At PML Group, we are using multiple sources of mobility data to track behavioural changes in audience movement as the population adapts to their circumstances. Our work with Locomizer location data supports what others such Google and Apple’s mobility report have been indicating. Since the lockdown started in March, we have seen a major shift from people moving around city centres (and key places of work) to people moving around more suburban areas. This was a major temporary shift in behaviour although some elements remain similar to pre-pandemic times e.g. spikes of more movement in general on the weekend. The effect COVID-19 is having on our collective movements in the OOH space is that almost everything we are doing is for the time being hyperlocal to where we live. There is consistent evidence that mobility activity has increased gradually since the initial period of lockdown. Apple data reporting a 35% increase in driving activity to 58% of the normal baseline levels. Data from Google provides further insights into the footfall levels around particular environments in Northern Ireland. The latest figures report a 13% increase in Grocery location footfall, reaching 83% of the normal baseline levels. In additional to this, there has been a 37% increase in footfall around Park locations, also reaching 83% of the normal baseline levels. We expect this to further rise as the government’s stepped plan for reopening society and the economy is implemented.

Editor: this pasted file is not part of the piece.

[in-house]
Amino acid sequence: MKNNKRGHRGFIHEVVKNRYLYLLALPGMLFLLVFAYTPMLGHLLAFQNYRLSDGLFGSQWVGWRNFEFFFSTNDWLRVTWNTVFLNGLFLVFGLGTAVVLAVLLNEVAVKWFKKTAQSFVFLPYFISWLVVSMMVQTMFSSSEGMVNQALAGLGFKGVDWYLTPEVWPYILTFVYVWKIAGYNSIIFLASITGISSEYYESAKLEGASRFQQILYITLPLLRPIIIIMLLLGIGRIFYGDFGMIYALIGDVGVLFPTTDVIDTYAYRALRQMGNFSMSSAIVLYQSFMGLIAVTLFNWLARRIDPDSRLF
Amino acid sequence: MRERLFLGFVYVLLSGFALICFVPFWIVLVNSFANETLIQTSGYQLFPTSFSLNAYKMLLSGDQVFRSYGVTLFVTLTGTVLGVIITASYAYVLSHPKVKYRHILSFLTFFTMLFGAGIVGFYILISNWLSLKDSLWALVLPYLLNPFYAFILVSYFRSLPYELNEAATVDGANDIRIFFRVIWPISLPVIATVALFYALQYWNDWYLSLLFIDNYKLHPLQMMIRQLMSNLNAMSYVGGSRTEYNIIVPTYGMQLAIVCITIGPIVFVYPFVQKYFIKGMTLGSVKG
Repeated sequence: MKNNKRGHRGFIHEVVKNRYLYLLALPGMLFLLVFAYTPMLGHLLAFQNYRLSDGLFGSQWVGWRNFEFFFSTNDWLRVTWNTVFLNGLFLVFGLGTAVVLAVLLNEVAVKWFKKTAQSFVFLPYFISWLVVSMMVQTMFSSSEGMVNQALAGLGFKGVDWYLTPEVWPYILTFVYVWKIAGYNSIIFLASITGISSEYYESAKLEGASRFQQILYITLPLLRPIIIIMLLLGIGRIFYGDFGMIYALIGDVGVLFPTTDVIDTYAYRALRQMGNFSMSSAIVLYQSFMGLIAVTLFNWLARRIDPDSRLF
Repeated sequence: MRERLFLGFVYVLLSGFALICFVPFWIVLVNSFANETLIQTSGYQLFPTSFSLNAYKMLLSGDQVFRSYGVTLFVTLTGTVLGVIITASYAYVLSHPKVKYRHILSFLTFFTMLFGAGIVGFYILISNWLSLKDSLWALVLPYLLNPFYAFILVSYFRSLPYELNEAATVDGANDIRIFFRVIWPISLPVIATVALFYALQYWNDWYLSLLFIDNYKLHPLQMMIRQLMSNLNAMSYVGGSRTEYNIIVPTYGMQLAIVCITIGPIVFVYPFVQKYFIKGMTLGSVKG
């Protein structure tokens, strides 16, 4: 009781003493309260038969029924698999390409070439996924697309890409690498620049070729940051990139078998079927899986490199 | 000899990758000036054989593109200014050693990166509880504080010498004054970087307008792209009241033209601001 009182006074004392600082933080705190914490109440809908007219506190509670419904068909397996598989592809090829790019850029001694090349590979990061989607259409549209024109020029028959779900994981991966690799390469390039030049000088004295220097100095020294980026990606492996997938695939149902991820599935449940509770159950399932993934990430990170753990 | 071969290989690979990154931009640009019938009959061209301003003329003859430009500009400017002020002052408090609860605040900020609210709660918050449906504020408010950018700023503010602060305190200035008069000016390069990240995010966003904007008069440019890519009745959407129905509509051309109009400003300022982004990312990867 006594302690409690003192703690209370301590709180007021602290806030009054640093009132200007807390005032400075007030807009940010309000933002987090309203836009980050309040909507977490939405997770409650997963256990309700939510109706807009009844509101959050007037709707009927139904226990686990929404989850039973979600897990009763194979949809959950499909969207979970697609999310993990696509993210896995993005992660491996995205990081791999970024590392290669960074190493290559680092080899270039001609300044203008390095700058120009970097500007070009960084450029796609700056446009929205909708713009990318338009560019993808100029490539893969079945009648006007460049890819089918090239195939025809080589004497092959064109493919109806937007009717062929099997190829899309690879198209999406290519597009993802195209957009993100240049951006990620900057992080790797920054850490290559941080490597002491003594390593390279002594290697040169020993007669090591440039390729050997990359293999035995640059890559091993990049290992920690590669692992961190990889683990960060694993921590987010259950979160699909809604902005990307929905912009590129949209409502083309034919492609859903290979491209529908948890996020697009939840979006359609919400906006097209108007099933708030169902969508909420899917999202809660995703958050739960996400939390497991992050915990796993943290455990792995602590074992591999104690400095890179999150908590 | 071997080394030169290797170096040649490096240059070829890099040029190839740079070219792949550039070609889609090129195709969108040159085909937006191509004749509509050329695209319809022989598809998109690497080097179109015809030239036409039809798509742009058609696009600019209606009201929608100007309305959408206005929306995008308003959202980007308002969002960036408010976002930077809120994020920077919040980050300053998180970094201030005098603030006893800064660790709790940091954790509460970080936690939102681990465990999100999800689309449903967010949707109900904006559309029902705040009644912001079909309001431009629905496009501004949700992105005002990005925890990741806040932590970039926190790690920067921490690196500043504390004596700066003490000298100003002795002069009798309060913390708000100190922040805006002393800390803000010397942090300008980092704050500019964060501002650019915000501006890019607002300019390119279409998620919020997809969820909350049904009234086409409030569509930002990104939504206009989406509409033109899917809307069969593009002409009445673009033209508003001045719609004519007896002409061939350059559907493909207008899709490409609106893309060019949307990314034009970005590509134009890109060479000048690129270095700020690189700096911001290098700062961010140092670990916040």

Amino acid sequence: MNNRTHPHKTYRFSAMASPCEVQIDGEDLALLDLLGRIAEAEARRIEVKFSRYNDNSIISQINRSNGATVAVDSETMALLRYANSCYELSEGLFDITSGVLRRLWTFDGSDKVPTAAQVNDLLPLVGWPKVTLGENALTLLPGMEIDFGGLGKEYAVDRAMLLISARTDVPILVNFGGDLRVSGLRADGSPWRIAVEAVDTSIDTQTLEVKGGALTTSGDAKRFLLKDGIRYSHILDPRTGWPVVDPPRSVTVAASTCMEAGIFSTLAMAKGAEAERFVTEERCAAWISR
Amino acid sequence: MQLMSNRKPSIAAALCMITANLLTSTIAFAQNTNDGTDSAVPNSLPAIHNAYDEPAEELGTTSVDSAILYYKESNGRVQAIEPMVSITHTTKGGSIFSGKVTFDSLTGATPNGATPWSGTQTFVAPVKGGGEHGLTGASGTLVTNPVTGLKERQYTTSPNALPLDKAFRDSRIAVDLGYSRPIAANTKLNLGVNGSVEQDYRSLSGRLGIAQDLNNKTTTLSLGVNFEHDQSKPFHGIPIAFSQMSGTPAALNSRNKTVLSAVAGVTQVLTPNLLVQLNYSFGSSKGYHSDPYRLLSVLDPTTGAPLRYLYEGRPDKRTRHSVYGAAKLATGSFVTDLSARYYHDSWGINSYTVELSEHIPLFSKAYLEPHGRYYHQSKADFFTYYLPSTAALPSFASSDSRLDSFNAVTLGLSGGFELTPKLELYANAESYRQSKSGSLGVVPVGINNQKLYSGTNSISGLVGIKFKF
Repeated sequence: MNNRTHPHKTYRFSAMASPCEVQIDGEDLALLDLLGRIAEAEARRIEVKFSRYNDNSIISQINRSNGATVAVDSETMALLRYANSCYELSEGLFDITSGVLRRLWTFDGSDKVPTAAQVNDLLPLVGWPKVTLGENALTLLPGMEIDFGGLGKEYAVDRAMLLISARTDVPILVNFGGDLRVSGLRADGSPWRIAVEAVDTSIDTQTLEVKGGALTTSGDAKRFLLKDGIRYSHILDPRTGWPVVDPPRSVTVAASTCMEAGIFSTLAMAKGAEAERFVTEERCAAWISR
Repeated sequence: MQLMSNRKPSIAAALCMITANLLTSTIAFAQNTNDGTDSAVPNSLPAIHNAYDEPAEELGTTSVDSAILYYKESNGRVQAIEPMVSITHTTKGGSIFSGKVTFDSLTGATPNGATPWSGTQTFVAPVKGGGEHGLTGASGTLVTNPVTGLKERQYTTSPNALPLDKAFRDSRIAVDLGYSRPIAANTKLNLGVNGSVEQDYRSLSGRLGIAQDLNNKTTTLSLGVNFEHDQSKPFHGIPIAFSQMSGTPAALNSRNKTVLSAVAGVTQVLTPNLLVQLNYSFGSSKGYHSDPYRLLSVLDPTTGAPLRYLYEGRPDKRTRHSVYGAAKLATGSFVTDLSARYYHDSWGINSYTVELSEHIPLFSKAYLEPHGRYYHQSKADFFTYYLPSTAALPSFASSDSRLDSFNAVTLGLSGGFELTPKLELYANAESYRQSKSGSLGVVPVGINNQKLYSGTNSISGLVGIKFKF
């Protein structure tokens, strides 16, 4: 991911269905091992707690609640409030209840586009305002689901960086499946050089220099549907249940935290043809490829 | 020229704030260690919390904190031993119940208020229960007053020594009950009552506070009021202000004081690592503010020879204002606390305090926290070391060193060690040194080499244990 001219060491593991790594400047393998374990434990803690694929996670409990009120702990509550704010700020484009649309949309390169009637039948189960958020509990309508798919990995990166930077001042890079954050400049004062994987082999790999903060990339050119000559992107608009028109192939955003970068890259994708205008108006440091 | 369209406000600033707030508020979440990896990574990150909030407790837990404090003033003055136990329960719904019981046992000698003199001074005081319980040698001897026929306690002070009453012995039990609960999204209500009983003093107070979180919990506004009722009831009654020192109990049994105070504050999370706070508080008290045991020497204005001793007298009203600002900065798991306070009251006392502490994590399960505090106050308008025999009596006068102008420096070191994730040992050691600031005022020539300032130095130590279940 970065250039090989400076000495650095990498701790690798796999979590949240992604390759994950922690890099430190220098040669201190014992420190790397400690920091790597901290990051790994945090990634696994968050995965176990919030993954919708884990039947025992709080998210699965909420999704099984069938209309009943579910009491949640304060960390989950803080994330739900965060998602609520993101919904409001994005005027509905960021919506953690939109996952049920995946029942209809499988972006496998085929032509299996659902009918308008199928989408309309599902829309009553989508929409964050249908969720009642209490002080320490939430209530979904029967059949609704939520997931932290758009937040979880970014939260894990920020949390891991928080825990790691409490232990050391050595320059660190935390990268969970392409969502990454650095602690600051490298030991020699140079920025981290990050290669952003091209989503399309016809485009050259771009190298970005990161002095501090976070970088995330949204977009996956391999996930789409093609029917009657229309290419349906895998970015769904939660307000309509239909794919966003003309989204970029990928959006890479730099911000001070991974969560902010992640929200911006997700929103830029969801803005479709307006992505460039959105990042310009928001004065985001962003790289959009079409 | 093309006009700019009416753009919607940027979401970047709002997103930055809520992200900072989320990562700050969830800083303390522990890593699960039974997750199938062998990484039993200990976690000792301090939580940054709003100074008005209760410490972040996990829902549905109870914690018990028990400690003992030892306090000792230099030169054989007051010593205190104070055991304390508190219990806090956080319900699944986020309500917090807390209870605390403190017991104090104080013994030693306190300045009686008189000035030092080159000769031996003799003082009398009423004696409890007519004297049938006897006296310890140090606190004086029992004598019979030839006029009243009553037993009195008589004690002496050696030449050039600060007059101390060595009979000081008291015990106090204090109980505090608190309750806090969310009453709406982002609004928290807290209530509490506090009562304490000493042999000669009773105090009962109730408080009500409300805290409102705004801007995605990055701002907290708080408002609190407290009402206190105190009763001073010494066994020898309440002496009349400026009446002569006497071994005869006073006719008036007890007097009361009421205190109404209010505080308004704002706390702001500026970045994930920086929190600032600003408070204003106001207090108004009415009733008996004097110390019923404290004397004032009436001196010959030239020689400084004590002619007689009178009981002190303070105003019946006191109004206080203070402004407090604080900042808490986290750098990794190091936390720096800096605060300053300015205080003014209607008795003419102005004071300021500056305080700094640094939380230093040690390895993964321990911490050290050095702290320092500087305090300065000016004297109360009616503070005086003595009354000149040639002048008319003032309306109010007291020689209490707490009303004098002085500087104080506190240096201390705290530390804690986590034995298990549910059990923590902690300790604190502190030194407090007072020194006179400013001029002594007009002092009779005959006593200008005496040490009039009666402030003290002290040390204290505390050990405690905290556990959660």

Using Locomizer insights, generated by anonymised mobile app data, enables us to trend movement over time nationally and to identify hotspots of movement down to street level. In addition, our ability within our Pinpoint mapping platform, to overlay this with census data, relevant points of interest and OOH advertising locations, enables us to both target and measure movement in and around retail outlets and other amenities as they reopen. The visualised hotspot timelines below bring to life movement patterns by vehicle and foot over the course of a recent ten-day period.